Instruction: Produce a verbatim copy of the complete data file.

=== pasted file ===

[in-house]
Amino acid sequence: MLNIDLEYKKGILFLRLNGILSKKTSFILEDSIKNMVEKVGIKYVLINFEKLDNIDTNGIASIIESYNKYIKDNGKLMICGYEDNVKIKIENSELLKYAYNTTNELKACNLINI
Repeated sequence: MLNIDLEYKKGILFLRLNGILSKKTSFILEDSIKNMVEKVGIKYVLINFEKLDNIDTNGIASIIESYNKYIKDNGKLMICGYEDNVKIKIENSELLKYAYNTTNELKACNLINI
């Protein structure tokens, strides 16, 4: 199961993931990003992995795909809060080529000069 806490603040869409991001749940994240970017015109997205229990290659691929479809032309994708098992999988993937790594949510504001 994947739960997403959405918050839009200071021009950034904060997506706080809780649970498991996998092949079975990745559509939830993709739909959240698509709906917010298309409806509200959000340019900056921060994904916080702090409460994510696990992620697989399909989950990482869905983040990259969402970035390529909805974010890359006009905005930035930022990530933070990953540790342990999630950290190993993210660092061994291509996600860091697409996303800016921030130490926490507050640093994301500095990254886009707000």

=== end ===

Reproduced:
[in-house]
Amino acid sequence: MLNIDLEYKKGILFLRLNGILSKKTSFILEDSIKNMVEKVGIKYVLINFEKLDNIDTNGIASIIESYNKYIKDNGKLMICGYEDNVKIKIENSELLKYAYNTTNELKACNLINI
Repeated sequence: MLNIDLEYKKGILFLRLNGILSKKTSFILEDSIKNMVEKVGIKYVLINFEKLDNIDTNGIASIIESYNKYIKDNGKLMICGYEDNVKIKIENSELLKYAYNTTNELKACNLINI
């Protein structure tokens, strides 16, 4: 199961993931990003992995795909809060080529000069 806490603040869409991001749940994240970017015109997205229990290659691929479809032309994708098992999988993937790594949510504001 994947739960997403959405918050839009200071021009950034904060997506706080809780649970498991996998092949079975990745559509939830993709739909959240698509709906917010298309409806509200959000340019900056921060994904916080702090409460994510696990992620697989399909989950990482869905983040990259969402970035390529909805974010890359006009905005930035930022990530933070990953540790342990999630950290190993993210660092061994291509996600860091697409996303800016921030130490926490507050640093994301500095990254886009707000």